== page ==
INVESTIGATORS: Erik Sacks (PI), Alexander Lipka, Jack C. Comstock, Vanessa Gordon, Toshihiko Yamada
INSTITUTIONS: University of Illinois, Champaign-Urbana; USDA ARS Sugarcane Field Station, Canal Point, FL; Hokkaido University, Japan
PROJECT SUMMARY: Sugarcane, including its energy-dedicated subtype, energycane, is among the top three bioenergy crops worldwide, providing liquid fuels from fermentation of sugars and electricity from burning the remaining biomass. Sugarcane is remarkably productive, and due to its perennial growth, a sustainable bioenergy crop. However, disease-susceptibility is a major limitation of current sugarcane cultivars, reducing yields, decreasing longevity of plantings, squeezing profit margins, and reducing sustainability. For key diseases of sugarcane, such as ratoon stunt, sugarcane yellow leaf, orange rust, and smut, few or no sources of resistance genes are known within the cultivated sugarcanes. Miscanthus is a close relative of sugarcane that is strongly resistant to many sugarcane diseases. Recently, we crossed different accessions of Miscanthus with commercial sugarcane cultivars and obtained F1 miscane hybrid progenies. To breed disease resistant sugarcanes with high levels of sugar, we plan to cross the F1 miscanes back to sugarcane several times. To improve the efficiency of breeding sugarcane enhanced with disease-resistance genes from Miscanthus, we will identify molecular markers associated with the resistance so that marker-assisted selection can be conducted in the future. Additionally, we will conduct genetics studies to determine if the resistance is conferred by one or few genes of large effect, many genes of small effect, or a combination of both large and small effect genes. Such data will enable us to choose an optimal marker-assisted selection strategy for further progress. The long-term outcome of the proposed study is expected to be the development of improved energycane cultivars with enhanced disease-resistance, productivity and sustainability, thereby contributing to U.S. energy security via renewable energy.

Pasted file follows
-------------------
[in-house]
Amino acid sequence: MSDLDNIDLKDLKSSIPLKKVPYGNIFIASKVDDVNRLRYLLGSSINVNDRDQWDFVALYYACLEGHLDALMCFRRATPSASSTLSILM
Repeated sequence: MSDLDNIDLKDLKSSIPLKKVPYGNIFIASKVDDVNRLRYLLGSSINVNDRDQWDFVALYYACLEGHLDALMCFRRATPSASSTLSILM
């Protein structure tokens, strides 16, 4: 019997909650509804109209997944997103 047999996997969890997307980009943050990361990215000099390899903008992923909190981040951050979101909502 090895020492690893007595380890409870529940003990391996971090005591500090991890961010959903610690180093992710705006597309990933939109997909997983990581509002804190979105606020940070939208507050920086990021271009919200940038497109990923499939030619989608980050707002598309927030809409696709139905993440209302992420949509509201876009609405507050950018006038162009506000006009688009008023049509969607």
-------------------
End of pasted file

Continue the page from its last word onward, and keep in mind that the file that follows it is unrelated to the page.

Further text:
Name: Sacks, Erik